Why SA rush-hour traffic may never return to pre-pandemic levels
- Traffic in South Africa is starting to pick up - but congestion is still way off previous levels.
- Even with restrictions easing, we’re driving a lot less than we did before lockdown - especially during peak times.
- Lingering remote working policies mean rush hour traffic may not return to “normal” levels for some time.
- Pre-pandemic South Africa saw marked year-on-year traffic increases.
- For more stories visit Business Insider South Africa.
Rush hour congestion in the country’s major cities increased by about 21% in February this year - according to traffic congestion data released by TomTom. But recent data suggests that not only have these congestion increases been eroded - rush-hour traffic may never return to “normal”.
15% of cars unused during lockdown
South Africa is two weeks into significantly eased lockdown restrictions - you’re now free to cross provincial lines, and fill your car to its maximum capacity - but data suggests that we are still some way off the country’s baseline for traffic conditions pre-Covid-19 lockdown.
During the early stages of hard lockdown, about 15% of cars in South Africa went entirely unused, according to data collected by Tracker and analysed by Lightstone.
By May, Tracker predicted that the number of unused cars dropped to 5%, and by June, almost everyone was back behind the wheels of their cars again - at least partially.
A baseline taken in March, pre-lockdown, shows that people used their cars 22 days per month, to travel 1,647 kilometres.
In April, this dropped to just 11 days and just 501 kilometres.
By August, the number of days travelled per month recovered to pre-lockdown levels - but even so, South Africans are still driving 233 km less per month, with the difference likely to be found in school runs and office commutes.
Overall, Tracker’s data suggests that the distance travelled has started to recover - but only to 90% of what used to be “normal”. During lockdown, many insurance companies took the opportunity of no or limited driving to advertise a reduction in premiums. And some, like Santam, believe that the difference in habits is here to stay. Santam has therefore introduced a distance-based rating for their clients, that was prompted by reduced driving during the pandemic, but will remain in place afterwards.
“With this feature, clients who work from home or travel less than they would normally can benefit from a discount on their motor-premium. This will be achieved by offering distance-based rating categories for vehicles, which will be based on kilometres predicted to be travelled per renewal period,” a spokesperson told Business Insider South Africa.
Rush hour travel down by 30 to 40%
Tracker's reported near 10% drop off in passenger vehicles on South Africa’s roads is also revealing itself in less rush-hour traffic.
Prior to South Africa’s hard lockdown, average rush-hour congestion was increasing by as much as 21% year-on-year, according to TomTom.
Lockdown unsurprisingly brought all rush-hour congestion to an end - but two weeks into fully relaxed travelling conditions, and permitted interprovincial travel, it’s yet to recover.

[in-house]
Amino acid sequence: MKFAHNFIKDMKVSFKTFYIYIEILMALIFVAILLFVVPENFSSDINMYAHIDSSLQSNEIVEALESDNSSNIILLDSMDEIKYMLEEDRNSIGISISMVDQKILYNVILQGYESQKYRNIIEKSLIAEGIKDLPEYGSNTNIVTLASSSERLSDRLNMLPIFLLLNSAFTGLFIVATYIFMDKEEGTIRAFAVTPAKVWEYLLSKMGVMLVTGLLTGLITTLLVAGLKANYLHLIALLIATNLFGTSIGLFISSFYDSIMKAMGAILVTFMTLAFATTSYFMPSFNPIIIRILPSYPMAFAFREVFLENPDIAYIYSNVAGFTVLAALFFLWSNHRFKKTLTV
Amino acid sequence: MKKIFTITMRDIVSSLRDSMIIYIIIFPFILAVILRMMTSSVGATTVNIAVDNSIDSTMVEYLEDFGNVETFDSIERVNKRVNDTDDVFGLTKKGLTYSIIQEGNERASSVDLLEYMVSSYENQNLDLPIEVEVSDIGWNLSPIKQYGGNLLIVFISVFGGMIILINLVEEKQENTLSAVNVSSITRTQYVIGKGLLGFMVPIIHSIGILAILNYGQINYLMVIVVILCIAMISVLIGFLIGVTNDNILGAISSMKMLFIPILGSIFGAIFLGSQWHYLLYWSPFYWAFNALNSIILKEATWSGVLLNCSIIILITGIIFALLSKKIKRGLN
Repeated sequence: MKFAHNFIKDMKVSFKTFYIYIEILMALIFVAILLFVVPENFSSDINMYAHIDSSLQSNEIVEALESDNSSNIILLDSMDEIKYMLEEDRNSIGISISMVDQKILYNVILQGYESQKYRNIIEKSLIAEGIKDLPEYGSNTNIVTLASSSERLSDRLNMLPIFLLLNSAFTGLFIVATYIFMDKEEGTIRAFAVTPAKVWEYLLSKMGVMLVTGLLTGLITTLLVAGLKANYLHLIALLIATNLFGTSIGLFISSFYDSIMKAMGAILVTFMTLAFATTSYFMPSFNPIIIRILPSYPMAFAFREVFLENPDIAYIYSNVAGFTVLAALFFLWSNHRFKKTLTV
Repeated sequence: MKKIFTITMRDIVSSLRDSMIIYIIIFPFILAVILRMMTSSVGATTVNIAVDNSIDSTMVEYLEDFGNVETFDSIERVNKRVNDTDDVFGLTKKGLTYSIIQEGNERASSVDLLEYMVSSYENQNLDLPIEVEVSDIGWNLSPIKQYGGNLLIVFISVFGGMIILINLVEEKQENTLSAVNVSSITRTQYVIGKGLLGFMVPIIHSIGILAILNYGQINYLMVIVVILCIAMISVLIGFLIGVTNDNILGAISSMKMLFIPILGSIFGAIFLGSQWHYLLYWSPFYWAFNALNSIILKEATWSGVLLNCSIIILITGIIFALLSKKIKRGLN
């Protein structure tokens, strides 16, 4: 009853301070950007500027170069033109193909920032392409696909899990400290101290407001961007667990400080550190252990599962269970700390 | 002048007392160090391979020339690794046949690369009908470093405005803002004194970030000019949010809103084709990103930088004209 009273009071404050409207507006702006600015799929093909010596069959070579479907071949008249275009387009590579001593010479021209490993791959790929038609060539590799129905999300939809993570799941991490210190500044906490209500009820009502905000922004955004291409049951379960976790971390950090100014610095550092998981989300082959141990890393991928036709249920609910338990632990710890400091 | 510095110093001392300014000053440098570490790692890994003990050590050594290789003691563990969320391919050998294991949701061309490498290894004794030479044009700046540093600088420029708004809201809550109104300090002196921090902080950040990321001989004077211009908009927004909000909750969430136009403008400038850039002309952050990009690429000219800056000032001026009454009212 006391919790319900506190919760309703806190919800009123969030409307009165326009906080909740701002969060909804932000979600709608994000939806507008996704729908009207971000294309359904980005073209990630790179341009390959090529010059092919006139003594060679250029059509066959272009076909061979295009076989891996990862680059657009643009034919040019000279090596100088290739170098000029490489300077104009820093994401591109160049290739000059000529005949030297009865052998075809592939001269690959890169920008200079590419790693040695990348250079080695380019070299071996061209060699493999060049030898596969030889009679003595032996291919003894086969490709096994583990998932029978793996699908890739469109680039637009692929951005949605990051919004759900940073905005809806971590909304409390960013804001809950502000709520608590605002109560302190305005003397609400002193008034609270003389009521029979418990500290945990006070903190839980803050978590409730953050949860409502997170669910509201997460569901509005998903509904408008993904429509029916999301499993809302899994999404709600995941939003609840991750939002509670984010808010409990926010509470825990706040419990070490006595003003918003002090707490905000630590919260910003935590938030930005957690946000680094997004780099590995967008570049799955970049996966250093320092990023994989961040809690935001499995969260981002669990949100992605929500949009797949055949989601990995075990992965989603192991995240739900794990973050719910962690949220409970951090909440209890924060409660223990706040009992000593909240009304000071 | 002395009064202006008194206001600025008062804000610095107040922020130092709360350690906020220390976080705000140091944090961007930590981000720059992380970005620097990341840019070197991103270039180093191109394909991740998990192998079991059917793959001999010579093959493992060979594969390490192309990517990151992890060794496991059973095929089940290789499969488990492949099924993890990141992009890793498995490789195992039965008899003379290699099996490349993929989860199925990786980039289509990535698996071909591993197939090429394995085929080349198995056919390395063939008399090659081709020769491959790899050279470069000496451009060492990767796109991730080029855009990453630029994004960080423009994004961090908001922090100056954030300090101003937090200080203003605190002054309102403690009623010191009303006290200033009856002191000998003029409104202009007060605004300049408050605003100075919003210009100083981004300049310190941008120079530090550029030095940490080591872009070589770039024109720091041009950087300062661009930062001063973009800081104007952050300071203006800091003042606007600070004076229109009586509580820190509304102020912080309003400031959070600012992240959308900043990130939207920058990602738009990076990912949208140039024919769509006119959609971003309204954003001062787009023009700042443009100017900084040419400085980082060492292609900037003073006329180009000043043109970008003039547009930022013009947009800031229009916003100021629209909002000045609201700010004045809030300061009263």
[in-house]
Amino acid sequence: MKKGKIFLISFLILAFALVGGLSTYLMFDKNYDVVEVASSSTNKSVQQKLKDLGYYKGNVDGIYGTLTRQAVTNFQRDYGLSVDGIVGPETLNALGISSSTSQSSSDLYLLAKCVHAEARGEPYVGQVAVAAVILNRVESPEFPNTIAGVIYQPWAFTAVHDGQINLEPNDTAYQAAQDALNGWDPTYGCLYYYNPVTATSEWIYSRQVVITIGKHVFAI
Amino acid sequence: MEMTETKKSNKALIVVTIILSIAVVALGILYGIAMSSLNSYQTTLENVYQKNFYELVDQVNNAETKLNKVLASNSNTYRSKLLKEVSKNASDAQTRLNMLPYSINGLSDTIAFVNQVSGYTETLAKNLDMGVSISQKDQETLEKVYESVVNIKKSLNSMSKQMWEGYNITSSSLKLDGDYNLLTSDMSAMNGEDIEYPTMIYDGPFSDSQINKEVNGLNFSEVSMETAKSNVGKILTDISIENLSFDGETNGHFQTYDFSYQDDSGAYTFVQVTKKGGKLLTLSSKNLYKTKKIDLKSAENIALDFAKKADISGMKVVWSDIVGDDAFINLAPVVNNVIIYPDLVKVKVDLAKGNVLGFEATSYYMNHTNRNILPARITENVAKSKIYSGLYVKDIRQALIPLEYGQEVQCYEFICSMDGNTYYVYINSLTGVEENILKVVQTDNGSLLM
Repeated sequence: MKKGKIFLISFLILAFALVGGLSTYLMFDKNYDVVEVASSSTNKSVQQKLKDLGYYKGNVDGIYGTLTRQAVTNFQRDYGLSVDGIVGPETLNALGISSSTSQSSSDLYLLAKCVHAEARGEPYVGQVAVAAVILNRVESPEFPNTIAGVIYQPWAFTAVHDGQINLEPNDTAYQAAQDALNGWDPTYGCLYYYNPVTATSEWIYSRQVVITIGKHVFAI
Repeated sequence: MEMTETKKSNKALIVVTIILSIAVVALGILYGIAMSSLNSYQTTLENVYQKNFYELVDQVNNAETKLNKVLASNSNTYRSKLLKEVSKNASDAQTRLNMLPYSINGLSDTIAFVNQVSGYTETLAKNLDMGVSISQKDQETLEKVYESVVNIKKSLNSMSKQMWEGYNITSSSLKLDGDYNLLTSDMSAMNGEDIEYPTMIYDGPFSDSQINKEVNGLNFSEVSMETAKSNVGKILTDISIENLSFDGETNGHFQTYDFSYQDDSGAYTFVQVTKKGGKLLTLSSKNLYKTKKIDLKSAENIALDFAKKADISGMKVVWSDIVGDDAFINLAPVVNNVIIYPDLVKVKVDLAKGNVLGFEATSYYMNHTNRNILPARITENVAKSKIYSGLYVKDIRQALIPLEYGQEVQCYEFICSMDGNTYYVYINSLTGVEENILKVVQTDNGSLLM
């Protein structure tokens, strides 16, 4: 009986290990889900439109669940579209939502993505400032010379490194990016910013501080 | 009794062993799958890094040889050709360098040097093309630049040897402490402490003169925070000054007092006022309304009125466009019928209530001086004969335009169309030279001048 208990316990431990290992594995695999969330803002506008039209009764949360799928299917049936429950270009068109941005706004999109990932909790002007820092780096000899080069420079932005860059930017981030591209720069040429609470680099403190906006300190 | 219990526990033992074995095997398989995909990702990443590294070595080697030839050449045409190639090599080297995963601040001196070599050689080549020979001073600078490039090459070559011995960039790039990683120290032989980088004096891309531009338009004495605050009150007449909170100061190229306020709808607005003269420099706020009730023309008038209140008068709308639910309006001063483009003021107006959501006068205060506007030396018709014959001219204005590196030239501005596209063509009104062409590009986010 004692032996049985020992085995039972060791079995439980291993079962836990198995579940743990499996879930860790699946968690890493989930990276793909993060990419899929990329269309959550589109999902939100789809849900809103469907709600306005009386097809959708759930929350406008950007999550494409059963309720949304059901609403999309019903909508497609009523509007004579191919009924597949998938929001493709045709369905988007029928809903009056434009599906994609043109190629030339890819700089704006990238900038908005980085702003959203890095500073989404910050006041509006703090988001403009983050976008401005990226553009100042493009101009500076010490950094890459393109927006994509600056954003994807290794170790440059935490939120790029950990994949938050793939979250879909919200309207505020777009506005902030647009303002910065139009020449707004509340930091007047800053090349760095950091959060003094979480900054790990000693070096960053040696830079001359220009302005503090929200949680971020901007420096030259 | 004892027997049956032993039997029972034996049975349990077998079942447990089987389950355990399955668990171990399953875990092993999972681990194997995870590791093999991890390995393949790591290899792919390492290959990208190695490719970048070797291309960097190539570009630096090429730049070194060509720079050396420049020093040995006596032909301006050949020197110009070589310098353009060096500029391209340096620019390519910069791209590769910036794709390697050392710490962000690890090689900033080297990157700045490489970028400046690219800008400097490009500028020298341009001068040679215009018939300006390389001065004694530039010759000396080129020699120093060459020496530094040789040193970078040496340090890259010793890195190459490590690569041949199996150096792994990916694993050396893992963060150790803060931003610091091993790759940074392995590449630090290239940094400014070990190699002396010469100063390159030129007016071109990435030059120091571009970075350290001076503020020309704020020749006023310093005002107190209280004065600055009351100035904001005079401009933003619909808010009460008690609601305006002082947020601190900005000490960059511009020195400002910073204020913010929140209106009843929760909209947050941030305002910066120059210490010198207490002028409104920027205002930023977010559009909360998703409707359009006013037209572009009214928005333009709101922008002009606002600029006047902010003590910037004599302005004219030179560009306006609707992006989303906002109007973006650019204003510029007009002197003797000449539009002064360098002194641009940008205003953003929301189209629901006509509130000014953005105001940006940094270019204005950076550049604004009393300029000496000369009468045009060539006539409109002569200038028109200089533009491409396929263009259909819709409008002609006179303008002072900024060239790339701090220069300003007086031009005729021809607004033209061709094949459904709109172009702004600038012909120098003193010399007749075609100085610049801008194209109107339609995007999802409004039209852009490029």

Weekday rush-hour congestion recorded in Cape Town during the last week of August was down by an average of 29% compared to 2019. Durban fared much the same, with a 30% reduction, whereas Johannesburg, at 34%, and Tshwane 37%, are still significantly quieter during morning and afternoon peaks.
This roughly correlates to Tracker's data trends, which says Johannesburg traffic has recovered by 80%, Tshwane by 84%, eThekwini by 87%, and Cape Town by 81%.
Trends mirrored around the world
These traffic trends are mirrored around the world - TomTom says that during Covid-19 peaks, Milan saw an 85% drop in traffic. Similarly, traffic in Los Angeles reduced by 67%, and San Francisco by 75%.
With vehicular usage staying down in many cities around the world, some have introduced pop-up bicycle lanes and wider pavements, reimagined cities for pedestrians and cyclists, and led some to speculate that the pandemic could change the way cities view their streets.
Action like this hasn’t yet been mooted in South Africa - but the Automobile Association’s Layton Beard believes that it’s too early to tell exactly how South Africa’s road usage trends will change in the long term. Beard says the AA would rather see an increased emphasis on road safety and public transport as levels return to some kind of normality.
“More bike lanes and pedestrianised streets is something we would like to see, but you can’t unfortunately build bike lanes between Johannesburg and Pretoria, or Stellenbosch and Cape Town,” says Beard.
For this reason Beard suggests it’s time to channel money saved from reduced road accidents into public transport.
“The cost of road accidents in South Africa is in excess of R163 billion,” says Beard. “So if you’ve got that in the back of your head, and given the reduced traffic on our roads, and we absolutely have to pump that money into affordable and reliable public transport.”
He also suggests that patterns might permanently change - and cities will need to adapt accordingly.
“If people aren’t returning to the office, there will still be people living locally. Yes there might not be as much traffic going on major routes like the N1 or N2, but there may be a bigger build up in local areas,” he says.
This leaves the bulk of the traffic congestion reduction down to key variables, like work from home policies, an increase in online shopping, and closed schools and universities. And although Lightstone says it’s still too early to know how much the impact will be - if working from home is here to stay - as some in South Africa and abroad predict - it’s possible that rush hour patterns in South Africa may change for good.
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